‘Since I’ve been called, I’d like to take the body to examine it further. Her family would like to know what she died of. Did she have any family?’

‘A husband,’ Klara answers not looking at the doctor.

She looks at Commissioner Grabski, who returns her gaze, a quizzical expression on his face. Bibi can tell something is passing between the two, but she has no idea what.

Grabski rubs his chin and says in response to their silent communication: ‘I am under orders, Mrs Estreicher. I was only dismissed for a couple of hours to grab something to eat and change into dry clothes. I’m afraid I need to return to the riverbank.’

‘Her necklace is gone,’ Klara says quietly.

Her dark blue eyes that normally give very little away for a moment seem pleading. Klara Estreicher is of the heroic generation who lived through the disaster of the Polish upraising in 1864 and seems to be able to bear anything, yet, Bibi senses, this death has cut her to the bone.

The commissioner sinks into thoughts, a deep frown on his forehead. He is in his late forties, but looks older in the cold morning light, weighted down by a sleepless night and this new misfortune. Mechanically, he examines the mess at Rozalia’s bureau – a collapsing pile of books and newspapers, a programme of a piano concert, a silver paper knife darkened with age, a kerosene lamp with a dome of milky glass that had burned all the oil, a pen stained with ink, an open ink well.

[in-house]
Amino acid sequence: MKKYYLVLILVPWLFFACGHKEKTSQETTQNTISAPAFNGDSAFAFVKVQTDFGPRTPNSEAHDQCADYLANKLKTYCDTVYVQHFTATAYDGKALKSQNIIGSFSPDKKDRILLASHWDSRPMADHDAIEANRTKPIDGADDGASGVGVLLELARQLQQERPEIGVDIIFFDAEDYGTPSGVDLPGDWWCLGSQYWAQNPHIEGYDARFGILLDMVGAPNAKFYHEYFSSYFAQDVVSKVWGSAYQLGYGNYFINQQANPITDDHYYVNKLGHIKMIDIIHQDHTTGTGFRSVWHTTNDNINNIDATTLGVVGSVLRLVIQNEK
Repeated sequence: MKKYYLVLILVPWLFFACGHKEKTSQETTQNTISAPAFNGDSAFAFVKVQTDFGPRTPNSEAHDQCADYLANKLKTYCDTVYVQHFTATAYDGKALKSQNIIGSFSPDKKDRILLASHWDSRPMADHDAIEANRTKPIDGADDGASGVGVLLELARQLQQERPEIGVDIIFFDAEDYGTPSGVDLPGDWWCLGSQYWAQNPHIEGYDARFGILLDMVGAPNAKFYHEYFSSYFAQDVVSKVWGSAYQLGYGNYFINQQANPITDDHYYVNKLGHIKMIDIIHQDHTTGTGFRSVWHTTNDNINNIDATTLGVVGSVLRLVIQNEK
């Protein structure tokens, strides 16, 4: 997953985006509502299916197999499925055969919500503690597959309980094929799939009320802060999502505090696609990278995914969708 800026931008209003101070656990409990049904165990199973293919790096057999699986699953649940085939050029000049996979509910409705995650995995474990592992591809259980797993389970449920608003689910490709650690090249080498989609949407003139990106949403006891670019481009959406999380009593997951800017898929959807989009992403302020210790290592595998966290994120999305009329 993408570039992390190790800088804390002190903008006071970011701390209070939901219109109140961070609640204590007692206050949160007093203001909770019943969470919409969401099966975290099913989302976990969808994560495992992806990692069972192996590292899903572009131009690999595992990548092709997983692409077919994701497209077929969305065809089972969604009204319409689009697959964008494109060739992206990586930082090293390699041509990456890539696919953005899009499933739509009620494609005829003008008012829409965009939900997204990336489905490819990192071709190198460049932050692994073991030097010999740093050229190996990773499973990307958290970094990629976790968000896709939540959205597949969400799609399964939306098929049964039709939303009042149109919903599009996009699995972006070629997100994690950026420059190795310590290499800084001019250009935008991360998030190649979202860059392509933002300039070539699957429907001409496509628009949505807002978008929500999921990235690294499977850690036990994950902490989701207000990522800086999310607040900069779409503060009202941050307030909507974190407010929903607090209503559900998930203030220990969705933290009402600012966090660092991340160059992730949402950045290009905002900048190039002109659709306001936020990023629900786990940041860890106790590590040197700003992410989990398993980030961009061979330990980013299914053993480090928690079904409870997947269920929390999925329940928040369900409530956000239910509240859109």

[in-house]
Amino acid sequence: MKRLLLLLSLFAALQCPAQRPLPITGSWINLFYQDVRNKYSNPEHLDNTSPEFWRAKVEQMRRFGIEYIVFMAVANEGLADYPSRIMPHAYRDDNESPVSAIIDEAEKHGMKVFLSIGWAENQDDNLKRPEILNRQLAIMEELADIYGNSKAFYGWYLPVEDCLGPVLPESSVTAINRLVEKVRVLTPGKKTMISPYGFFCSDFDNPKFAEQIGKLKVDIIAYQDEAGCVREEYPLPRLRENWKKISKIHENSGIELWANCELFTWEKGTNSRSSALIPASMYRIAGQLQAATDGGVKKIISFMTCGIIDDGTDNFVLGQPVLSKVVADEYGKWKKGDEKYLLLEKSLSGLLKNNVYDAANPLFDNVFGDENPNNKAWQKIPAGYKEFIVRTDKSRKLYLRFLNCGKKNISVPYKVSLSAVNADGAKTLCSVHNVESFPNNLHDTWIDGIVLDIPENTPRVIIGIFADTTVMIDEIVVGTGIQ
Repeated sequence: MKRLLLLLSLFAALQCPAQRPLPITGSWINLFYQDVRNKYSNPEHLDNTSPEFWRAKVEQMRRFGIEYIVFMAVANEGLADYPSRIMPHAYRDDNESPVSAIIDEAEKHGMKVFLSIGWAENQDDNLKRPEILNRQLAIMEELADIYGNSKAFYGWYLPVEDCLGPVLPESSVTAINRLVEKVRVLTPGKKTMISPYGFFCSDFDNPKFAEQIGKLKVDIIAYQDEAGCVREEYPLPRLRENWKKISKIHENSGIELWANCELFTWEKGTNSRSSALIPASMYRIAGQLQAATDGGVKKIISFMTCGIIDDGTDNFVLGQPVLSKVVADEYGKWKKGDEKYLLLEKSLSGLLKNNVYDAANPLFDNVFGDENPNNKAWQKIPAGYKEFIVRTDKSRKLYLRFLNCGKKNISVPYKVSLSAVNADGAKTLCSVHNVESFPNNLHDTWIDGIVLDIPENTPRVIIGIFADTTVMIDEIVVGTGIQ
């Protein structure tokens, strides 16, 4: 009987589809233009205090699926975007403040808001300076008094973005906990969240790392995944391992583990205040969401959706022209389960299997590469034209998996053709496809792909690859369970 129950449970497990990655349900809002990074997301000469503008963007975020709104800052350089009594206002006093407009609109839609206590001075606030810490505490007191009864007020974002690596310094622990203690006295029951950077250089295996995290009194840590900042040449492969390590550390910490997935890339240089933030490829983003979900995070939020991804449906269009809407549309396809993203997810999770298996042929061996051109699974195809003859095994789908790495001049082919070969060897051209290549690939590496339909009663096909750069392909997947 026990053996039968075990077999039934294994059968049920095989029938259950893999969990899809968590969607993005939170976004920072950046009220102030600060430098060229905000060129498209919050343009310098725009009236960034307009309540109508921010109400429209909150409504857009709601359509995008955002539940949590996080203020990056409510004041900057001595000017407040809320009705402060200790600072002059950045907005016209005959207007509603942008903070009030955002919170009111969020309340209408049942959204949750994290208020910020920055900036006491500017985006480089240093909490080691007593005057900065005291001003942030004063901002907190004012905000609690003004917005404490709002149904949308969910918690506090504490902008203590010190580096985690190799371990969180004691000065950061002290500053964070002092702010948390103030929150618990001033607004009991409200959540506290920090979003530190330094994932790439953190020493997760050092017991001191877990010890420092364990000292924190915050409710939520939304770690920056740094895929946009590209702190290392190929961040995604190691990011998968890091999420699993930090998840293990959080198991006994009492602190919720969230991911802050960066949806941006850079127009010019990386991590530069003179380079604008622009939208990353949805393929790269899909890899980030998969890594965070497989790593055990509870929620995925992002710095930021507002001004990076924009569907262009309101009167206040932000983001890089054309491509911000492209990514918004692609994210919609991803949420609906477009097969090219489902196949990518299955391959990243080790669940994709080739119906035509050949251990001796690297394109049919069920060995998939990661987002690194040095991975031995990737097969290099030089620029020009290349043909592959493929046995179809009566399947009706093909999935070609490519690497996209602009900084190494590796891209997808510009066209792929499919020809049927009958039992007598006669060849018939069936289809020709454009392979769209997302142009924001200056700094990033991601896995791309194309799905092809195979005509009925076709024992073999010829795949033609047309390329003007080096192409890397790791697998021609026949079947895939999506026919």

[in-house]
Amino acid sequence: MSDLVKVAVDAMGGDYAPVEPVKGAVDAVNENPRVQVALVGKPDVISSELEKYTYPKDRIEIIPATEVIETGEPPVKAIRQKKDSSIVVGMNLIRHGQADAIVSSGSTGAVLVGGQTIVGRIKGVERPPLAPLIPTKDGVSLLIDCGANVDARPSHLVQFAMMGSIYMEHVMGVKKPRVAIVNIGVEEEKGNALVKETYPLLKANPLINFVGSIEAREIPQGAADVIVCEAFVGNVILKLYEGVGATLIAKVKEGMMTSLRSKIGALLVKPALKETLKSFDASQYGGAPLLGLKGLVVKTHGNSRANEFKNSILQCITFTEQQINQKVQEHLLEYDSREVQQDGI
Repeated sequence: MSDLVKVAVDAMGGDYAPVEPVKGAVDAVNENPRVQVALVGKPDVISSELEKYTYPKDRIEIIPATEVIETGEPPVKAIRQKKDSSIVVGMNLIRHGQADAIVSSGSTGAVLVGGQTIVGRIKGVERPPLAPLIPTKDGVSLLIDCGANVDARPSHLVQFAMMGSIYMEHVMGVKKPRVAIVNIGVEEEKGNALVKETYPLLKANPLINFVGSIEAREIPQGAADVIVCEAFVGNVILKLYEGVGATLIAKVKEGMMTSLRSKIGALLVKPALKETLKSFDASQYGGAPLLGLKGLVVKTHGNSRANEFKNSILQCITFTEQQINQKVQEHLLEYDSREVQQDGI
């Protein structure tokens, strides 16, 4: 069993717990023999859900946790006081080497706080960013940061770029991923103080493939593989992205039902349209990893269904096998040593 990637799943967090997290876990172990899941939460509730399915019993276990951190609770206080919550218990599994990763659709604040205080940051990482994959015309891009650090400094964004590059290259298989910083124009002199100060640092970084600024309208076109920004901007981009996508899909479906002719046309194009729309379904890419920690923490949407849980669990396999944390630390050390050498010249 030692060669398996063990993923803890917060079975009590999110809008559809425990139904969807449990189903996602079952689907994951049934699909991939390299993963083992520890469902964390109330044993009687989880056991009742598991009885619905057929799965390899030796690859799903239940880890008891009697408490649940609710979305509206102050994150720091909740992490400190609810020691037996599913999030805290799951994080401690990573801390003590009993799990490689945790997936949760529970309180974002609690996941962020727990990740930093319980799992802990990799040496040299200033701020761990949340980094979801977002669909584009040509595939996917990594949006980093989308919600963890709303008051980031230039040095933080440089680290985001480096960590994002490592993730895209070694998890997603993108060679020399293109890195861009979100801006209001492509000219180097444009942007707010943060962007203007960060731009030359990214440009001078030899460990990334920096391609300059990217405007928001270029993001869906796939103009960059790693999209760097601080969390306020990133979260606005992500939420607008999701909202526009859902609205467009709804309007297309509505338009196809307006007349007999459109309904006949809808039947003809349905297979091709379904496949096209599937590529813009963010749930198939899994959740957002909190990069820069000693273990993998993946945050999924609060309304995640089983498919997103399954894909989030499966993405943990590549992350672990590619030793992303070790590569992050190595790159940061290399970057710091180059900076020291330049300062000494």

‘She was writing something, but there’s no paper…’

His voice trails off. He puts his hands into the pockets of his overcoat and stands there, staring at a dark stain on the carpet. He seems to Bibi too preoccupied to notice what is in front of his eyes, but she is wrong. Bending over, Grabski runs his fingers over the stain, brings them to his nose and inhales sharply.

‘Alcohol,’ he mutters to himself. Then he turns to Klara and says in a business-like voice: ‘I have to leave now but I’ll return as soon as I can. In the meantime, I need to ask you to lock the room and touch nothing here. Let no one come here until we know how she died.’

Klara nods. She understands about the police work and knows how to act. Dr Kohn goes away, saying that he’ll send men with the cart for the body and promising to inform them as soon as he discovers anything. After he leaves, the commissioner asks:

‘Are you going to be all right, Klara?’

Klara smiles sadly and nods: ‘I shall be well, thank you. I’ve got Bibi.’